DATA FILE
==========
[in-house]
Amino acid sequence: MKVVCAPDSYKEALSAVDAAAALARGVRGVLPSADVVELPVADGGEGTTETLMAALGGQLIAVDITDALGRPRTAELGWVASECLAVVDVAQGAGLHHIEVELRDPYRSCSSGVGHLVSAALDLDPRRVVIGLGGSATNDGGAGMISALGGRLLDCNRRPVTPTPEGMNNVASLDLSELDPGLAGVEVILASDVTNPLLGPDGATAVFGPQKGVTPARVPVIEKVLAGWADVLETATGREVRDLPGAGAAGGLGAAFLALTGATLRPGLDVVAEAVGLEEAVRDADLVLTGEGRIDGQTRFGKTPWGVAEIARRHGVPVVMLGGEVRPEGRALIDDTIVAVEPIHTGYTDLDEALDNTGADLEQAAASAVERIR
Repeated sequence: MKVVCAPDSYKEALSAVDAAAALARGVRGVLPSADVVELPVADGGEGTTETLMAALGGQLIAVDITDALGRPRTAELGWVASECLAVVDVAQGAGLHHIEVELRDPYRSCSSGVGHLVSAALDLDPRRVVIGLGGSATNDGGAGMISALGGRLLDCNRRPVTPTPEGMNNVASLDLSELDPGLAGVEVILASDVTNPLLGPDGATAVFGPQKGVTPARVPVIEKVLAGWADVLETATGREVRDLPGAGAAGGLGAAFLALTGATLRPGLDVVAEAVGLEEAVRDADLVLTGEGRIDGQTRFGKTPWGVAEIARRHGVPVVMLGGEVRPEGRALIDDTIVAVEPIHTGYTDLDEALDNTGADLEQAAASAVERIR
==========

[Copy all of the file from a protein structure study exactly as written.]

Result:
[in-house]
Amino acid sequence: MKVVCAPDSYKEALSAVDAAAALARGVRGVLPSADVVELPVADGGEGTTETLMAALGGQLIAVDITDALGRPRTAELGWVASECLAVVDVAQGAGLHHIEVELRDPYRSCSSGVGHLVSAALDLDPRRVVIGLGGSATNDGGAGMISALGGRLLDCNRRPVTPTPEGMNNVASLDLSELDPGLAGVEVILASDVTNPLLGPDGATAVFGPQKGVTPARVPVIEKVLAGWADVLETATGREVRDLPGAGAAGGLGAAFLALTGATLRPGLDVVAEAVGLEEAVRDADLVLTGEGRIDGQTRFGKTPWGVAEIARRHGVPVVMLGGEVRPEGRALIDDTIVAVEPIHTGYTDLDEALDNTGADLEQAAASAVERIR
Repeated sequence: MKVVCAPDSYKEALSAVDAAAALARGVRGVLPSADVVELPVADGGEGTTETLMAALGGQLIAVDITDALGRPRTAELGWVASECLAVVDVAQGAGLHHIEVELRDPYRSCSSGVGHLVSAALDLDPRRVVIGLGGSATNDGGAGMISALGGRLLDCNRRPVTPTPEGMNNVASLDLSELDPGLAGVEVILASDVTNPLLGPDGATAVFGPQKGVTPARVPVIEKVLAGWADVLETATGREVRDLPGAGAAGGLGAAFLALTGATLRPGLDVVAEAVGLEEAVRDADLVLTGEGRIDGQTRFGKTPWGVAEIARRHGVPVVMLGGEVRPEGRALIDDTIVAVEPIHTGYTDLDEALDNTGADLEQAAASAVERIR